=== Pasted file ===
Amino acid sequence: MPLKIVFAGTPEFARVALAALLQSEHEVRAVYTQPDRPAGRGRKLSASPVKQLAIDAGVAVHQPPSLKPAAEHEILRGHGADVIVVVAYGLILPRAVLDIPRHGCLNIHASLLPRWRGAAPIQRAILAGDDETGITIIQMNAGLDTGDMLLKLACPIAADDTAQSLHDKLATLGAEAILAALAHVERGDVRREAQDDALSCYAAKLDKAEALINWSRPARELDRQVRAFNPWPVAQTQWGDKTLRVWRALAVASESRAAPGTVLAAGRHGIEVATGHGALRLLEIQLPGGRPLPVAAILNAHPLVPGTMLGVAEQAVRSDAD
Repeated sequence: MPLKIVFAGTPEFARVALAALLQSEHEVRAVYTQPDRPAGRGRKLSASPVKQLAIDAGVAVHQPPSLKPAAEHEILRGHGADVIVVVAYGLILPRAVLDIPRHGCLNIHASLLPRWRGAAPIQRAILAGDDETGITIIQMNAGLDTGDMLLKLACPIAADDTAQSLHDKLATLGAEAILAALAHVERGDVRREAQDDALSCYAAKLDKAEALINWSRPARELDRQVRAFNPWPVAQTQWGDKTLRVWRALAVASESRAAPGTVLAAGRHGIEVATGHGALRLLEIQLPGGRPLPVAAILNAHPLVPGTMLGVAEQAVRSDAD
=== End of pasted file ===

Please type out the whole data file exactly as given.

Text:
Amino acid sequence: MPLKIVFAGTPEFARVALAALLQSEHEVRAVYTQPDRPAGRGRKLSASPVKQLAIDAGVAVHQPPSLKPAAEHEILRGHGADVIVVVAYGLILPRAVLDIPRHGCLNIHASLLPRWRGAAPIQRAILAGDDETGITIIQMNAGLDTGDMLLKLACPIAADDTAQSLHDKLATLGAEAILAALAHVERGDVRREAQDDALSCYAAKLDKAEALINWSRPARELDRQVRAFNPWPVAQTQWGDKTLRVWRALAVASESRAAPGTVLAAGRHGIEVATGHGALRLLEIQLPGGRPLPVAAILNAHPLVPGTMLGVAEQAVRSDAD
Repeated sequence: MPLKIVFAGTPEFARVALAALLQSEHEVRAVYTQPDRPAGRGRKLSASPVKQLAIDAGVAVHQPPSLKPAAEHEILRGHGADVIVVVAYGLILPRAVLDIPRHGCLNIHASLLPRWRGAAPIQRAILAGDDETGITIIQMNAGLDTGDMLLKLACPIAADDTAQSLHDKLATLGAEAILAALAHVERGDVRREAQDDALSCYAAKLDKAEALINWSRPARELDRQVRAFNPWPVAQTQWGDKTLRVWRALAVASESRAAPGTVLAAGRHGIEVATGHGALRLLEIQLPGGRPLPVAAILNAHPLVPGTMLGVAEQAVRSDAD